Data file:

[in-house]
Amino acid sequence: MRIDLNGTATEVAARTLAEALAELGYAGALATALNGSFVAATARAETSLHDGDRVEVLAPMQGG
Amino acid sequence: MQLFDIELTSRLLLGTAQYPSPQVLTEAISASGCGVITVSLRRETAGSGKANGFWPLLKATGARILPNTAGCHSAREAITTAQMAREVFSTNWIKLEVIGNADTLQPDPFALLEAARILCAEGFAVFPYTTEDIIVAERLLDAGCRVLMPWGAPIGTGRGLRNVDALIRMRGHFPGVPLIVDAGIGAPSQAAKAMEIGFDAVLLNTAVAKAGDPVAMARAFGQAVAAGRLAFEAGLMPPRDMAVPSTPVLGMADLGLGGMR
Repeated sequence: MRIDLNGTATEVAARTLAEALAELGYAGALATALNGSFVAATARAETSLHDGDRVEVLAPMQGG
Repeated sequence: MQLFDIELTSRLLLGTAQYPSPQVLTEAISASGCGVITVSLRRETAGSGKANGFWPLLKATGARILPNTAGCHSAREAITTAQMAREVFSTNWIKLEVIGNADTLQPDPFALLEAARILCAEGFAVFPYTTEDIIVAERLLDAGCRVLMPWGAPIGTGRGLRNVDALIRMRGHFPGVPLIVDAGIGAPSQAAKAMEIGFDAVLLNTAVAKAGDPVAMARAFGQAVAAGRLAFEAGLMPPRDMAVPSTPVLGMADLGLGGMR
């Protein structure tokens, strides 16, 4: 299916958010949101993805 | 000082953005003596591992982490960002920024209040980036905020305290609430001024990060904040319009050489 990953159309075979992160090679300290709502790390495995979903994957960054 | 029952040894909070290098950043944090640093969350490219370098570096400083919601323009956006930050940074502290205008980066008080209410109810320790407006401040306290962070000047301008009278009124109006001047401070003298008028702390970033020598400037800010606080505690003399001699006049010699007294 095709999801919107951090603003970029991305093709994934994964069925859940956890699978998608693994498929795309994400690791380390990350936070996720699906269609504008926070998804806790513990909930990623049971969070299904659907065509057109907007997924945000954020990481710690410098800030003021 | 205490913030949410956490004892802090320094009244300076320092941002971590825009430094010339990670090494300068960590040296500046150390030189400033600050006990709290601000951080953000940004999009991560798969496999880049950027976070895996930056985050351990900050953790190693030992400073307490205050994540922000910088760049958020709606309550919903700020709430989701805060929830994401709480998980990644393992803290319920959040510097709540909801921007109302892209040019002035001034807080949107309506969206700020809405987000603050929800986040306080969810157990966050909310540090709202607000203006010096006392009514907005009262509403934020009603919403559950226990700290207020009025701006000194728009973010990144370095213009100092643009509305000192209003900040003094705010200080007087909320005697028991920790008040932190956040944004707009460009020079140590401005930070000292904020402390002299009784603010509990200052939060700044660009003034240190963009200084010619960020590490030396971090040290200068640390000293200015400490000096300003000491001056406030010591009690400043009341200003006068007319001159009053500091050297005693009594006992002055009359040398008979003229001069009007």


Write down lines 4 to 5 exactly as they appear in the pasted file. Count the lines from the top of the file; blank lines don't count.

Repeated sequence: MRIDLNGTATEVAARTLAEALAELGYAGALATALNGSFVAATARAETSLHDGDRVEVLAPMQGG
Repeated sequence: MQLFDIELTSRLLLGTAQYPSPQVLTEAISASGCGVITVSLRRETAGSGKANGFWPLLKATGARILPNTAGCHSAREAITTAQMAREVFSTNWIKLEVIGNADTLQPDPFALLEAARILCAEGFAVFPYTTEDIIVAERLLDAGCRVLMPWGAPIGTGRGLRNVDALIRMRGHFPGVPLIVDAGIGAPSQAAKAMEIGFDAVLLNTAVAKAGDPVAMARAFGQAVAAGRLAFEAGLMPPRDMAVPSTPVLGMADLGLGGMR